1. Research

Q&A with Matthew Luzzetti

In a new ‘Q&A with’ Matthew Luzzetti, Chief US Economist shares his insights on whether the US Economy is already in a recession, and if it isn’t when one is expected and how the Fed is likely to respond to the conflicting signals from inflation and growth.

Q: Is the US economy already in a recession?

A: We just revised our forecast for the second quarter and now expect the economy to contract by -0.6% annualized. That would be the second straight negative quarter for US real GDP growth, consistent with a technical recession. However, we do not think the economy was in a recession in the first half of the year for a few reasons. First, the contraction in the first quarter was driven primarily by volatile international trade data, while consumer spending and business capex were resilient. Second, alternative measures of economic output, for example gross domestic income, grew solidly. Finally, there has been little evidence of a deterioration in the labor market – the usual tell-tale sign of a recession – with the economy adding about 450k jobs per month on average in the first half of the year.

Q: If the economy is not currently in a recession, when do you expect one?

A: Back in April we first forecasted a US recession that would begin towards the end of 2023. Since then, a more aggressive tightening from the Fed has rattled markets, and business and consumer sentiment and activity have softened at a worrying speed. While our base case has been that a still-solid labor market will allow for positive growth throughout the remainder of this year, we are becoming increasingly concerned that weakness spreading throughout the goods sectors of the economy will spill over into the labor market and services sectors this year. If that happens, a so-far unemployment-less recession would likely turn into a more traditional contraction.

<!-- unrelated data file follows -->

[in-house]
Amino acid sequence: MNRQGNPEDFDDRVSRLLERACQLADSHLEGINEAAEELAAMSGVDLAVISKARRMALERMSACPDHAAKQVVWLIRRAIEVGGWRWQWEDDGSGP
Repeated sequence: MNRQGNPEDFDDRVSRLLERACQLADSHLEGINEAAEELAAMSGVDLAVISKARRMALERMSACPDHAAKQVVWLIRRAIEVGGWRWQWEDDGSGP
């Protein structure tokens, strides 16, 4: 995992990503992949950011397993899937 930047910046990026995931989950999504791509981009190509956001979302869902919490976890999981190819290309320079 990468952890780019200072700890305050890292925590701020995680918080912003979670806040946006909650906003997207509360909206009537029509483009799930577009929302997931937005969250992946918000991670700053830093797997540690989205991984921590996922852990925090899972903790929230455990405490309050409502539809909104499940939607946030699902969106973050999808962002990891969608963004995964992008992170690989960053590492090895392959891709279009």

Q: How is the Federal Reserve likely to respond to the conflicting signals from inflation and growth?

A: The Fed has pivoted aggressively in a hawkish direction in recent months to better position monetary policy in responding to four-decade-high inflation. Still stubbornly high and broadening price pressures, which have raised the risks that expectations of future inflation could become unhinged, should keep the Fed on a hawkish path in the near term. And with the labor market still at historically tight levels, some modest softening will not be sufficient to derail the US central bank’s hawkishness. Indeed, a dovish pivot for the Fed likely requires both clear signs of inflation pressures abating and a material softening in the labor market. If the economy does fall into recession this year, we could see the latter condition met before the former, complicating the Fed’s tightening plans.

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